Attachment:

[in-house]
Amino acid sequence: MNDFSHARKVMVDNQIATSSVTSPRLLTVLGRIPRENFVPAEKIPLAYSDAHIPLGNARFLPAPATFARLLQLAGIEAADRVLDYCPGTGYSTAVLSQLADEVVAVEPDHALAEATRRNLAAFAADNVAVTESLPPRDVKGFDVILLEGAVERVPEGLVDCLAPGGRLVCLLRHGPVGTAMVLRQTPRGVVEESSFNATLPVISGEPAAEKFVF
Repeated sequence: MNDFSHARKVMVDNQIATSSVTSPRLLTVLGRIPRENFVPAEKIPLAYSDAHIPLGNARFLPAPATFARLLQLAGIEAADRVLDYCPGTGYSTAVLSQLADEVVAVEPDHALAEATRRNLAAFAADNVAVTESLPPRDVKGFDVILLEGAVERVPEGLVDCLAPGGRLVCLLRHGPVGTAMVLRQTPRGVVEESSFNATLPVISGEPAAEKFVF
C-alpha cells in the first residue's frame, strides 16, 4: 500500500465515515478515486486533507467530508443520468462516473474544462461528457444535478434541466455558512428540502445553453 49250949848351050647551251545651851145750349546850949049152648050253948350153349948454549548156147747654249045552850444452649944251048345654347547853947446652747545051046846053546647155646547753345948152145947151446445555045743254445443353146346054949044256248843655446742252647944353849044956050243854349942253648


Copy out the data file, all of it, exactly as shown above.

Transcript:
[in-house]
Amino acid sequence: MNDFSHARKVMVDNQIATSSVTSPRLLTVLGRIPRENFVPAEKIPLAYSDAHIPLGNARFLPAPATFARLLQLAGIEAADRVLDYCPGTGYSTAVLSQLADEVVAVEPDHALAEATRRNLAAFAADNVAVTESLPPRDVKGFDVILLEGAVERVPEGLVDCLAPGGRLVCLLRHGPVGTAMVLRQTPRGVVEESSFNATLPVISGEPAAEKFVF
Repeated sequence: MNDFSHARKVMVDNQIATSSVTSPRLLTVLGRIPRENFVPAEKIPLAYSDAHIPLGNARFLPAPATFARLLQLAGIEAADRVLDYCPGTGYSTAVLSQLADEVVAVEPDHALAEATRRNLAAFAADNVAVTESLPPRDVKGFDVILLEGAVERVPEGLVDCLAPGGRLVCLLRHGPVGTAMVLRQTPRGVVEESSFNATLPVISGEPAAEKFVF
C-alpha cells in the first residue's frame, strides 16, 4: 500500500465515515478515486486533507467530508443520468462516473474544462461528457444535478434541466455558512428540502445553453 49250949848351050647551251545651851145750349546850949049152648050253948350153349948454549548156147747654249045552850444452649944251048345654347547853947446652747545051046846053546647155646547753345948152145947151446445555045743254445443353146346054949044256248843655446742252647944353849044956050243854349942253648